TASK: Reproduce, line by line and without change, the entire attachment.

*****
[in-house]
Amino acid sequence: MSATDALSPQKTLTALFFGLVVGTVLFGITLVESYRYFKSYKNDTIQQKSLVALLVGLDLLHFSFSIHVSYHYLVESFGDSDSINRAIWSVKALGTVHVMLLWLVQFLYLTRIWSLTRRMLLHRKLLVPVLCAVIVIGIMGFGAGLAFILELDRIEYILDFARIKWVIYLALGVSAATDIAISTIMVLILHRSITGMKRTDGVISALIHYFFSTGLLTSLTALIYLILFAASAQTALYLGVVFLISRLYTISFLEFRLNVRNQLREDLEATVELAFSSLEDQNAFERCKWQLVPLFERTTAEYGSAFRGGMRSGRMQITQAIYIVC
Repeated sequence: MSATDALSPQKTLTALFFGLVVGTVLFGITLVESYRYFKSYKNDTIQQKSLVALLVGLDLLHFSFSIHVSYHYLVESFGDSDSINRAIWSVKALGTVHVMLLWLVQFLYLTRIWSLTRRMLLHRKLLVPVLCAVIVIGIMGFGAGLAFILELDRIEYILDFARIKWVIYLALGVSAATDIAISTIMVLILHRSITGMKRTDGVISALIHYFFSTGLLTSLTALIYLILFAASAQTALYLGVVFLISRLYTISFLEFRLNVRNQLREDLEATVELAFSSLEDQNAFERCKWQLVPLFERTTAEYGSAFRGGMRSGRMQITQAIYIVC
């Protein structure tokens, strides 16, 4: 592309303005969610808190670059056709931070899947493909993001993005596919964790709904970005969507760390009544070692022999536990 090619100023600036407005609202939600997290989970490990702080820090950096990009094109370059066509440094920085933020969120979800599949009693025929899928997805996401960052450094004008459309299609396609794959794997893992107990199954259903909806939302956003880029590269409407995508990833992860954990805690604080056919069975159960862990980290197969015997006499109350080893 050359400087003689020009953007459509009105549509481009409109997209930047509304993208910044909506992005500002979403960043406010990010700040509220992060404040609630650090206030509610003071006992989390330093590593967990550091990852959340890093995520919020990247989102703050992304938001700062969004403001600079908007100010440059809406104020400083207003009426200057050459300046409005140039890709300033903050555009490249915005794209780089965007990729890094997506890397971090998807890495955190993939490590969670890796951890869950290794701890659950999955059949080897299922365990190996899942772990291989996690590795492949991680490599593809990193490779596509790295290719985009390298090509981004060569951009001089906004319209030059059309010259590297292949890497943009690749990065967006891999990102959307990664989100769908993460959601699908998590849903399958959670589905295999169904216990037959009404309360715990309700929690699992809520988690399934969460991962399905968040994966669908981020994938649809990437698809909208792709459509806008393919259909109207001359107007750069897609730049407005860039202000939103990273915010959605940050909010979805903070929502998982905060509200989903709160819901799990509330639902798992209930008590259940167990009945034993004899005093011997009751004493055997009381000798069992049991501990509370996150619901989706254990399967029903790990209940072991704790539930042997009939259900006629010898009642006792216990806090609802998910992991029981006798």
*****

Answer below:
[in-house]
Amino acid sequence: MSATDALSPQKTLTALFFGLVVGTVLFGITLVESYRYFKSYKNDTIQQKSLVALLVGLDLLHFSFSIHVSYHYLVESFGDSDSINRAIWSVKALGTVHVMLLWLVQFLYLTRIWSLTRRMLLHRKLLVPVLCAVIVIGIMGFGAGLAFILELDRIEYILDFARIKWVIYLALGVSAATDIAISTIMVLILHRSITGMKRTDGVISALIHYFFSTGLLTSLTALIYLILFAASAQTALYLGVVFLISRLYTISFLEFRLNVRNQLREDLEATVELAFSSLEDQNAFERCKWQLVPLFERTTAEYGSAFRGGMRSGRMQITQAIYIVC
Repeated sequence: MSATDALSPQKTLTALFFGLVVGTVLFGITLVESYRYFKSYKNDTIQQKSLVALLVGLDLLHFSFSIHVSYHYLVESFGDSDSINRAIWSVKALGTVHVMLLWLVQFLYLTRIWSLTRRMLLHRKLLVPVLCAVIVIGIMGFGAGLAFILELDRIEYILDFARIKWVIYLALGVSAATDIAISTIMVLILHRSITGMKRTDGVISALIHYFFSTGLLTSLTALIYLILFAASAQTALYLGVVFLISRLYTISFLEFRLNVRNQLREDLEATVELAFSSLEDQNAFERCKWQLVPLFERTTAEYGSAFRGGMRSGRMQITQAIYIVC
């Protein structure tokens, strides 16, 4: 592309303005969610808190670059056709931070899947493909993001993005596919964790709904970005969507760390009544070692022999536990 090619100023600036407005609202939600997290989970490990702080820090950096990009094109370059066509440094920085933020969120979800599949009693025929899928997805996401960052450094004008459309299609396609794959794997893992107990199954259903909806939302956003880029590269409407995508990833992860954990805690604080056919069975159960862990980290197969015997006499109350080893 050359400087003689020009953007459509009105549509481009409109997209930047509304993208910044909506992005500002979403960043406010990010700040509220992060404040609630650090206030509610003071006992989390330093590593967990550091990852959340890093995520919020990247989102703050992304938001700062969004403001600079908007100010440059809406104020400083207003009426200057050459300046409005140039890709300033903050555009490249915005794209780089965007990729890094997506890397971090998807890495955190993939490590969670890796951890869950290794701890659950999955059949080897299922365990190996899942772990291989996690590795492949991680490599593809990193490779596509790295290719985009390298090509981004060569951009001089906004319209030059059309010259590297292949890497943009690749990065967006891999990102959307990664989100769908993460959601699908998590849903399958959670589905295999169904216990037959009404309360715990309700929690699992809520988690399934969460991962399905968040994966669908981020994938649809990437698809909208792709459509806008393919259909109207001359107007750069897609730049407005860039202000939103990273915010959605940050909010979805903070929502998982905060509200989903709160819901799990509330639902798992209930008590259940167990009945034993004899005093011997009751004493055997009381000798069992049991501990509370996150619901989706254990399967029903790990209940072991704790539930042997009939259900006629010898009642006792216990806090609802998910992991029981006798």